Primary attracts student voters

Oscar Abello

Riding on shuttles or with volunteer drivers, a steady stream of Villanovans journeyed to the polls on Tuesday for Pennsylvania’s dramatic primary election.

Sen. Hillary Clinton won the Democratic primary, claiming 55 percent of the vote, while Sen. Barack Obama received 45 percent of the vote, according to The New York Times.

In the Republican race, Sen. John McCain won easily with 73 percent of the vote. Ron Paul and Mike Huckabee received the remaining votes.

Following the results of the primary, Obama maintains his lead with 1,719 delegates, but Clinton closed the gap and now has 1,586 delegates, according to These figures include superdelegates.

The Pennsylvania primary received increased national attention this year due to the tight race for the Democratic nomination and the large number of delegates on the line in the Keystone State.

In an effort to encourage student participation in the primary, Director of Student Development Tom Mogan sent an e-mail to the student body on Monday with instructions on where students from each resident hall were to vote. The e-mail also included information about an SGA-run shuttle to polling places.

Villanova’s campus cuts across four polling precincts. This required SGA to maximize use of its official shuttle.

Students for Barack Obama also offered shuttle service.

Despite the four precincts, students showed that they were determined to harness the energy created on campus in the past six weeks on primary day. Many students voted for the first time.

“I think the advertising and awareness on campus has impacted many students,” junior Charity Calloway said on the way to her polling location at Radnor Elementary School. “Seeing and knowing other students care makes a huge difference.”

At Radnor Elementary, a special election also took place for Radnor Township Commissioner.

Challenger Democrat Diane Edbril ran against incumbent Republican Kevin Higgins.

The Villanova student vote was expected to make a huge difference, as 11 of Villanova’s 18 residence halls voted at that location.

Edbril lost by around 100 votes.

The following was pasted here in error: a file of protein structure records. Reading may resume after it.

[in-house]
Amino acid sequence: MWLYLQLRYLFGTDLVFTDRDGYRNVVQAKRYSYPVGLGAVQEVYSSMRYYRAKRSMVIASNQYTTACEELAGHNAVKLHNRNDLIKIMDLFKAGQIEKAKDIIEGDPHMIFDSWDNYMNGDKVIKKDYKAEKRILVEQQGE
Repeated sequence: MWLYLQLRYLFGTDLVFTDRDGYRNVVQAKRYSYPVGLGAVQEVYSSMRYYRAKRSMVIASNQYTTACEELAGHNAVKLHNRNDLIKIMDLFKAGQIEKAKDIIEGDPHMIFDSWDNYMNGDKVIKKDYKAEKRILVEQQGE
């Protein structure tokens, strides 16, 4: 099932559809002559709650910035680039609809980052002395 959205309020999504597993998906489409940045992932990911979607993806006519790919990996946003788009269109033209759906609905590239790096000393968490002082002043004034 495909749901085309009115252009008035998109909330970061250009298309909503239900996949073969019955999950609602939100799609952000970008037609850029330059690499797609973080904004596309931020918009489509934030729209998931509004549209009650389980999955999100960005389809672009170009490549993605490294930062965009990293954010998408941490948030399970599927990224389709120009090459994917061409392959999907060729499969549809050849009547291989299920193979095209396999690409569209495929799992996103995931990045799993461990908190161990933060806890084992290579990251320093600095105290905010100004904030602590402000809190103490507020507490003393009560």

“I think our campus has taken a step in the right direction,” first-time voter junior Stacy Pinard said, referring to students’ potential to be a larger voice in the local community. “Especially at this exciting time, with such diverse and dynamic candidates compared with recent years, students are waking up finally.”

Part of that waking-up process has been the activity of new student groups on campus, including Villanovans for Hillary and Villanovans for Obama.

Led by Campus Coordinator senior Cait Taylor, Villanovans for Obama worked on campus and in the local community to help bring out voters.

Part of the group’s efforts on campus included a student roundtable discussion on the topic of voter apathy among students.

Student interest in the primary was increased by on-campus appearances from of all three major campaigns in the past month.

Michelle Obama packed the Jake Nevin Field House, while Chelsea Clinton filled the Belle Air Terrace when she made her 100th stop in her tour of American colleges at Villanova.

Additionally, Sen. John McCain brought out a huge crowd for his appearance on the “Hardball” College Tour in the Pavilion.

Both Obama’s and Clinton’s efforts contributed to the record-breaking number of democrats now registered in Pennsylvania.

For the first time ever, over half the Commonwealth’s eight million registered voters are Democrats, according to The Philadelphia Inquirer.

MSNBC reported that over 150,000 voters switched from Republican to Democrat.

With 99 percent of precincts reporting, 2.2 million democrats had voted in the primary, a 55 percent turnout rate, though that was double the absolute turnout rate in the last presidential election.

Now, the candidates will head to Indiana and North Carolina.

Primaries will be held in these states on May 6.

Both Clinton and Obama will continue to campaign for the final delegates needed to claim the nomination.

Other states and territories that have yet to hold their primaries include West Virginia, Kentucky, Puerto Rico, Montana and South Dakota.

The Democratic National Convention will be held from Aug. 25-18 in Denver, Colo.